Friday, April 30, 2010

Can Cameron now go on to win outright?

I was very impressed by DC in last night’s debate. He finally took the opportunity to be clear and concise about policy, whilst making the audience aware of the inadequacies of the Lib Dems’ proposals. He shone most on immigration.

There was the feeling, I think, that DC didn’t need to attack Gordon – Gordon is attacking himself just fine. He didn’t need help, and, who knows, maybe there is further mayhem to come for the Prime Minister on the streets of Britain.

The media narrative is incredibly important. Everyone (even the Guardian) appears to acknowledge that David Cameron won the debate convincingly. YouGov’s final poll was especially encouraging.

Can DC now go on to win? Let’s take a gander at some numbers:

CON 33-36%

LD 26-31%

LAB 25-29%

These are rough guides to the parties’ current poll numbers. There’s no way the Tories can win a majority if those figures were translated into seats. But what about taking the extremes from those figures, say Con 36 LD 26 Lab 35? UK Elect (with tactical unwind) says:

Con Short by 1

Very close to an overall majority, then. Now, that’s all very well, but these figures assume several things:

  • Quite a few converted Lib Dems don’t turn up to vote
  • Labour do worse than predicted
  • Tories spread their vote more effectively
  • The Lib Dems gain seats predominantly from Labour – Tories lose a couple in the South West
  • The Lab->Con swing is larger in the marginals, especially in the Midlands and North.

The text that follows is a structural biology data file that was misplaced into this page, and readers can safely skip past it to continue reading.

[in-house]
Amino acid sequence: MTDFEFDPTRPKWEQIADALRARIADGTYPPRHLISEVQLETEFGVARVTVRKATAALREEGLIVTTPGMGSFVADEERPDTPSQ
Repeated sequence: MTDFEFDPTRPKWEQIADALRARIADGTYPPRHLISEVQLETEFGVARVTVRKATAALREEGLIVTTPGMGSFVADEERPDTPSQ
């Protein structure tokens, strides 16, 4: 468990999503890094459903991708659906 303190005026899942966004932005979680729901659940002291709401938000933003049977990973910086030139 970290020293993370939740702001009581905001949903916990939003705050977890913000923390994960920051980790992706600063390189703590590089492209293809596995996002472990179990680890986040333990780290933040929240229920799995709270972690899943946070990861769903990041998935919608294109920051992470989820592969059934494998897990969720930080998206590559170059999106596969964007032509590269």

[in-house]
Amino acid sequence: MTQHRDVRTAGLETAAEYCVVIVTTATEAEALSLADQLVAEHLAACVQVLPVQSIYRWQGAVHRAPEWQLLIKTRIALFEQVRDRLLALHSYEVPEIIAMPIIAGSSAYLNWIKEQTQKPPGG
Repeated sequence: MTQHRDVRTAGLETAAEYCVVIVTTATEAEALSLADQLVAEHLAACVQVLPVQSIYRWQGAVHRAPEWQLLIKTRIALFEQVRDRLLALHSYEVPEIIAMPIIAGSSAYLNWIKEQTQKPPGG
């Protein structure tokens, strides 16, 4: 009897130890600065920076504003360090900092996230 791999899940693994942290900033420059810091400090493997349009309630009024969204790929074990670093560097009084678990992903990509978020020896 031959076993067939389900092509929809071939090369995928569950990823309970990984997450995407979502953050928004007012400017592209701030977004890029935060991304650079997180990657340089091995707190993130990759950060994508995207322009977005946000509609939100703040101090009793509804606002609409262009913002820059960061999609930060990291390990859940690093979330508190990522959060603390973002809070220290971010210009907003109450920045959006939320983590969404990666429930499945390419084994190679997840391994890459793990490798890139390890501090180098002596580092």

Will these things happen on election night? Who knows – but, if the Tories can increase their share of the vote by 2-3% in the aftermath of the debate, Cameron can be more certain of gaining power without having to ask the Lib Dems for help. It should be noted that the Lib Dems can stay on 30% and the Tories can win only 6-7 points ahead. Figures such as Con 37 LD 30 Lab 25 do yield a Conservative majority, albeit a slim one.

I strongly feel that Labour is likely to do worse than suggested – don’t forget that most pollsters have still not accounted for so-called ‘tactical unwind’ – the electorate is no longer voting tactically in Labour’s favour: quite the reverse. The question is, will voters vote tactically in the Conservatives’ favour, or vote Lib Dem as a protest because they believe they can win. If people vote Lib Dem en masse across the country in this way, quite a few Labour and Conservative seats could fall.

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